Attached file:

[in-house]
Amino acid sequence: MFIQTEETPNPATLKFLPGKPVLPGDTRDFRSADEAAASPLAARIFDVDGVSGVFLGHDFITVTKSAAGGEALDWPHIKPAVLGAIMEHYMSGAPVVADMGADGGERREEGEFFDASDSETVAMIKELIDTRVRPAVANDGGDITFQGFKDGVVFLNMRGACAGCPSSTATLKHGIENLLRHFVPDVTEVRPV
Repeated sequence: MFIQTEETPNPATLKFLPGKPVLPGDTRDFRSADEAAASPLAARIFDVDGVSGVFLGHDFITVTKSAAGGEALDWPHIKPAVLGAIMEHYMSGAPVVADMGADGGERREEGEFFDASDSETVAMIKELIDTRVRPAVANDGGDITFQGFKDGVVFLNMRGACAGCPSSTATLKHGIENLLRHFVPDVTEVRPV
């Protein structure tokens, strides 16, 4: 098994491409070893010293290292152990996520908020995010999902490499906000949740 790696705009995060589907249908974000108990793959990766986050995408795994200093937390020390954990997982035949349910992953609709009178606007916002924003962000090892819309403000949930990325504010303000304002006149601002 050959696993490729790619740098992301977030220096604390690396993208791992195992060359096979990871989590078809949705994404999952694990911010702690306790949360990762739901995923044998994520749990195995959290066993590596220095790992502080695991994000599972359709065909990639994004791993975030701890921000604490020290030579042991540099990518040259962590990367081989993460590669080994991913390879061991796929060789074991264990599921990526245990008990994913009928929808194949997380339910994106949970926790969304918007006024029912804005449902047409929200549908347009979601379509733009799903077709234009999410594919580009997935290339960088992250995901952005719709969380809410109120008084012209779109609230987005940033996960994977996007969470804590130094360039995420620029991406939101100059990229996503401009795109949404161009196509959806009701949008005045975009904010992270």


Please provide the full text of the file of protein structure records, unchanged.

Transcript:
[in-house]
Amino acid sequence: MFIQTEETPNPATLKFLPGKPVLPGDTRDFRSADEAAASPLAARIFDVDGVSGVFLGHDFITVTKSAAGGEALDWPHIKPAVLGAIMEHYMSGAPVVADMGADGGERREEGEFFDASDSETVAMIKELIDTRVRPAVANDGGDITFQGFKDGVVFLNMRGACAGCPSSTATLKHGIENLLRHFVPDVTEVRPV
Repeated sequence: MFIQTEETPNPATLKFLPGKPVLPGDTRDFRSADEAAASPLAARIFDVDGVSGVFLGHDFITVTKSAAGGEALDWPHIKPAVLGAIMEHYMSGAPVVADMGADGGERREEGEFFDASDSETVAMIKELIDTRVRPAVANDGGDITFQGFKDGVVFLNMRGACAGCPSSTATLKHGIENLLRHFVPDVTEVRPV
């Protein structure tokens, strides 16, 4: 098994491409070893010293290292152990996520908020995010999902490499906000949740 790696705009995060589907249908974000108990793959990766986050995408795994200093937390020390954990997982035949349910992953609709009178606007916002924003962000090892819309403000949930990325504010303000304002006149601002 050959696993490729790619740098992301977030220096604390690396993208791992195992060359096979990871989590078809949705994404999952694990911010702690306790949360990762739901995923044998994520749990195995959290066993590596220095790992502080695991994000599972359709065909990639994004791993975030701890921000604490020290030579042991540099990518040259962590990367081989993460590669080994991913390879061991796929060789074991264990599921990526245990008990994913009928929808194949997380339910994106949970926790969304918007006024029912804005449902047409929200549908347009979601379509733009799903077709234009999410594919580009997935290339960088992250995901952005719709969380809410109120008084012209779109609230987005940033996960994977996007969470804590130094360039995420620029991406939101100059990229996503401009795109949404161009196509959806009701949008005045975009904010992270």